“Cancel culture” is an alleged pattern in progressive spaces, wherein people boycott the work of someone who is said to have done something problematic. For a mainstream perspective on cancel culture, I suggest The New York Times, and for a perspective more critical of the concept, I suggest The New Republic.
I won’t review all the arguments surrounding “cancel culture”, but will draw a comparison to the adjacent concept of “callout culture”. Callout culture is also an alleged pattern in progressive spaces, but instead of boycotting problematic people, it was about the harassment of problematic people. Callout culture was extensively discussed circa 2015, when I made a linkspam about it. My feelings about it were mixed at best.
Whatever my feelings about “callout culture”, I feel that “cancel culture” is simply an inferior concept. Compared to harassment, boycotts are less obviously bad, and obviously less bad.
Furthermore, where the target of harassment could be anyone, the target of “cancellation” is almost always cultural creators who are very popular and successful. Their supposed punishment, is that they become less popular and successful–and yet they are still more popular and successful than either I or most of my readers. “Cancel culture” completely centers the top 1% of cultural creators. It is, essentially, a complaint that the gods among us are sometimes granted slightly shorter pedestals.
Cynically put, cultural production is a pyramid scheme. Many people get into the business hoping to rise to the top, or at least close enough to the top to make money. Most people can’t possibly make it, there just isn’t the space. There’s a line about how most Americans vote in the interests of rich people because they think of themselves as temporarily embarrassed millionaires. Complaints about “cancel culture” suggest that many people think of themselves as temporarily embarrassed celebrities.
Here’s another angle: the interests of celebrities get over-amplified because we’re paying disproportionate attention to them. I don’t mean to criticize people for liking celebrities. The degree of attention given to celebrities is a fact of life, and has obvious justification. People pay attention to Kanye West (even now despite him being “cancelled”) because he makes better music than I ever could. What I produce—analytical writing—is not so popular and easier to find.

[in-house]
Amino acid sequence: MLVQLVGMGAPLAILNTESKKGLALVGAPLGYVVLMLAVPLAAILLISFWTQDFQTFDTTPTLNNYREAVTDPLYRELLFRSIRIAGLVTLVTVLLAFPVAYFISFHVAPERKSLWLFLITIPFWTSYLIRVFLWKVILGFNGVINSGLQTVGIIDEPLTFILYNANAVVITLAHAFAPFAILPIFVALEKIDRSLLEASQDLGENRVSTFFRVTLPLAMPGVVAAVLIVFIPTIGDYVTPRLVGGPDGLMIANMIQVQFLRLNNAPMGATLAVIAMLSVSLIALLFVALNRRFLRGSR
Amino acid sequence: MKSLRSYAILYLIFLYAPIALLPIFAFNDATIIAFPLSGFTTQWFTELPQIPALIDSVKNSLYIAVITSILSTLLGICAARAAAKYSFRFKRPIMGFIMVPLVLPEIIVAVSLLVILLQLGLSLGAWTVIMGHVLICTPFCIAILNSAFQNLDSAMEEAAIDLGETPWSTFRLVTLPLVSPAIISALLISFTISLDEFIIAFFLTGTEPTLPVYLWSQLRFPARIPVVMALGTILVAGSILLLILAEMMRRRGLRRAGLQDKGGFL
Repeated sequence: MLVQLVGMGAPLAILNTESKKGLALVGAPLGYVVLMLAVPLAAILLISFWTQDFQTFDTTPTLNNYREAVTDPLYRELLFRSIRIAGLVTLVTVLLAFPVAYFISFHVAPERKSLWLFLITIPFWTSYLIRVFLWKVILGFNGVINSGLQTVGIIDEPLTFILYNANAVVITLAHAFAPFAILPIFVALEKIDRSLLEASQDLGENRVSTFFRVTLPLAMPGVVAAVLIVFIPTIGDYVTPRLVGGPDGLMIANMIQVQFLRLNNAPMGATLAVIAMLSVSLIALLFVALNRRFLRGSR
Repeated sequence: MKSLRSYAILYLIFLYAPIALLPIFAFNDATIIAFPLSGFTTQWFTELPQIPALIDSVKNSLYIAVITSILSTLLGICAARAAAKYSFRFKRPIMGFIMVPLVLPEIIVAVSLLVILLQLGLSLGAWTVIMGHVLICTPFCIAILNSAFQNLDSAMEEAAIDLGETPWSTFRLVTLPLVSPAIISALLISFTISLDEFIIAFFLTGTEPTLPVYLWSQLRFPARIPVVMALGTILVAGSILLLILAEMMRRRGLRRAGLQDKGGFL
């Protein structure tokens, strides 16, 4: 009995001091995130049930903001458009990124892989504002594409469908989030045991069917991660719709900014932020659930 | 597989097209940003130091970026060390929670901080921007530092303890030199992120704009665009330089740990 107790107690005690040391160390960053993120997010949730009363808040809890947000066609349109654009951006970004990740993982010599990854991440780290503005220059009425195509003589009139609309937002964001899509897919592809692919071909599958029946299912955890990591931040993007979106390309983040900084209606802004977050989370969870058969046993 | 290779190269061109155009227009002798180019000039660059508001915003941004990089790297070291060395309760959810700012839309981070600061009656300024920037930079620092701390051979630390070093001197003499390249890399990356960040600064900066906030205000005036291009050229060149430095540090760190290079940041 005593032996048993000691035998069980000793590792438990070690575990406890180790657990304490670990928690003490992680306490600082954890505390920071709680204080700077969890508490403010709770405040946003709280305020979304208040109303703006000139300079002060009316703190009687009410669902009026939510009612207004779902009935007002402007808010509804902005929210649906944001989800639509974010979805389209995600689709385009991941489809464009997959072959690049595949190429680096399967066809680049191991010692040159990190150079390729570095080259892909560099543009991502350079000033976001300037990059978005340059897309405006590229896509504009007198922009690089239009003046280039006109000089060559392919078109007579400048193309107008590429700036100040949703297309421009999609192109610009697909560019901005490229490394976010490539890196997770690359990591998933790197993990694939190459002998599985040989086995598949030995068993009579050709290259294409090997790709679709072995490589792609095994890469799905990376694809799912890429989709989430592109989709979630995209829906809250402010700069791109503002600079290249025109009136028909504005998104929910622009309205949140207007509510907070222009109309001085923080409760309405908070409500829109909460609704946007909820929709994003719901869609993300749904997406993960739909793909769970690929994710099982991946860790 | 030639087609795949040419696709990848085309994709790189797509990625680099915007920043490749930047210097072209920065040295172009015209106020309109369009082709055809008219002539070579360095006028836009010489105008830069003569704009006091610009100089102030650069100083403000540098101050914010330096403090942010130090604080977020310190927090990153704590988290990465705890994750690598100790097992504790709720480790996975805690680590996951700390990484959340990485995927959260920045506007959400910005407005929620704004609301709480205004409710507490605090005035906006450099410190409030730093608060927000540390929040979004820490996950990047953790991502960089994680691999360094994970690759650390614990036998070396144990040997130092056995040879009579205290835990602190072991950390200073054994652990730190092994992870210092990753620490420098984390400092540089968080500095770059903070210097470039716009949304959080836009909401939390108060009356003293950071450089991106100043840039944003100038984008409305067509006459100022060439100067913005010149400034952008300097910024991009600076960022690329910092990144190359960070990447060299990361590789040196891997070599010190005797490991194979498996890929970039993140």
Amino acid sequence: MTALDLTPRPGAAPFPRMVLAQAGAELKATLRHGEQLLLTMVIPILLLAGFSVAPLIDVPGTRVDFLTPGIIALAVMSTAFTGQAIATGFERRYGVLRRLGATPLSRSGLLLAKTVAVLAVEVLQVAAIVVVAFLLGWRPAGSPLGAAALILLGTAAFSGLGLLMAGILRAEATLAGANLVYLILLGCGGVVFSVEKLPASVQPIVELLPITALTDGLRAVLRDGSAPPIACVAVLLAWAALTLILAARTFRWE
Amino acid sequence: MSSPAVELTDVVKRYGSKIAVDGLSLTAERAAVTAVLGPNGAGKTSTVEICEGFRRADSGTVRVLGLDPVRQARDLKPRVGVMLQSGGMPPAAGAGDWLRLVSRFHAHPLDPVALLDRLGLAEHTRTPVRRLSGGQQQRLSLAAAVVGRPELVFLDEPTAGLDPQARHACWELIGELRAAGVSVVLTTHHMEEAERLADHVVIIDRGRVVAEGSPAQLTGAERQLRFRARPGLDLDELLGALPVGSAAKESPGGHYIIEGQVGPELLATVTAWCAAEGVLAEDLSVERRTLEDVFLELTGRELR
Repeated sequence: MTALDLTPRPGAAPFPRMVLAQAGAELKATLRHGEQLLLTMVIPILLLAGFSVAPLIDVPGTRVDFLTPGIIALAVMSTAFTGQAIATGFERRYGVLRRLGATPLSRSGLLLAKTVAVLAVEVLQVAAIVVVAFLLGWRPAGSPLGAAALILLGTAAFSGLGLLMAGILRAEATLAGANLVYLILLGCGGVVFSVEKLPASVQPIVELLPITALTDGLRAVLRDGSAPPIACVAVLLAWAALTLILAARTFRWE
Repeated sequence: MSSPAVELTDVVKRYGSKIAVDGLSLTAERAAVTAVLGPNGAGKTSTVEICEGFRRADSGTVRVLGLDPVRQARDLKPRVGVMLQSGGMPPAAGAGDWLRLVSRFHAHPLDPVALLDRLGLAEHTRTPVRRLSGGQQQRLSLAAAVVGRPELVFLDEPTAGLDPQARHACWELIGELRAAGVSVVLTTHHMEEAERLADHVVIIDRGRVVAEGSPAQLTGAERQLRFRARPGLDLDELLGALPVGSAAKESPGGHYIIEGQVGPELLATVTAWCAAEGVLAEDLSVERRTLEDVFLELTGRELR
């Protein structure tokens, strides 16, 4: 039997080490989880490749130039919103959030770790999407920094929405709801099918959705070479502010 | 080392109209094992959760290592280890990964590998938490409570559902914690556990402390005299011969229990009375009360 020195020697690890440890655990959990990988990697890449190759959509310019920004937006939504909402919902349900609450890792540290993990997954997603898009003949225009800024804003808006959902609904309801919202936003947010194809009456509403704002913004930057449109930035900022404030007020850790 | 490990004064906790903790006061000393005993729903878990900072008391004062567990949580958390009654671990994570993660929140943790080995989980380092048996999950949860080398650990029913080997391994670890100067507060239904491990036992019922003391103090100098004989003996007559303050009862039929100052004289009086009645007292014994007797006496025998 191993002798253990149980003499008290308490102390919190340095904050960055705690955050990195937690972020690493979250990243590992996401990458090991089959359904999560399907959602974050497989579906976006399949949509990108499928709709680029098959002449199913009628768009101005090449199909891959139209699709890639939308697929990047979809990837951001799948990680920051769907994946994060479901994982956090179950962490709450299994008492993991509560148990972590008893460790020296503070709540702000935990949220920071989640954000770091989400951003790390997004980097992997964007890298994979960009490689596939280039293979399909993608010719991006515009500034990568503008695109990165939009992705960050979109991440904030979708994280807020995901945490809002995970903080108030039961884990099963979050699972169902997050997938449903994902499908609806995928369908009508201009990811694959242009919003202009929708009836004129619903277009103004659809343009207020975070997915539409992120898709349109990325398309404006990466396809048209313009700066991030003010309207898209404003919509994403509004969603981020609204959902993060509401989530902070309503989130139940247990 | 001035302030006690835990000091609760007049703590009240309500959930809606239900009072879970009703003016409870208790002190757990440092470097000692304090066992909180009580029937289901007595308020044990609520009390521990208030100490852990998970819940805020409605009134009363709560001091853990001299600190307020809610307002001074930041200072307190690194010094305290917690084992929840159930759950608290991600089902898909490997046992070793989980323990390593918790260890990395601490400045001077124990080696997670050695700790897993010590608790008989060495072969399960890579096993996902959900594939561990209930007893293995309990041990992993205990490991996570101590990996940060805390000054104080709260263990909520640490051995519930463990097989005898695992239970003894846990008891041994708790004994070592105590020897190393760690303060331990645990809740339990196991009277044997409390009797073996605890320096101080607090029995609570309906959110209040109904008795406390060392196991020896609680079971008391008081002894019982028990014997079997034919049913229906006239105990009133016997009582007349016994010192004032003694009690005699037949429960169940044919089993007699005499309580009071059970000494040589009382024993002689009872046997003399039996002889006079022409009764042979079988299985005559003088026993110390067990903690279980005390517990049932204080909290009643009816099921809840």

But given the fact that we all like celebrities, perhaps it would be wise to compensate for the bias this generates. If a celebrity talks about being harassed, well harassment is an important issue that all sorts of people end up dealing with. But being “canceled”? Most of us cannot be victims of cancellation, because we were never popular to begin with. Put another way, we were “cancelled” before we even begun, because we have less resources, or we make something that just has less popular appeal.
I had mixed feelings about callout culture. We need to reduce harassment, but it is all too easy for people to silence healthy internal criticism by labelling it as a “callout”. “Cancel culture”, on the other hand, has all of the bad, and none of the good. Cancel culture is just a way of misdirecting our attention towards the plight of celebrities.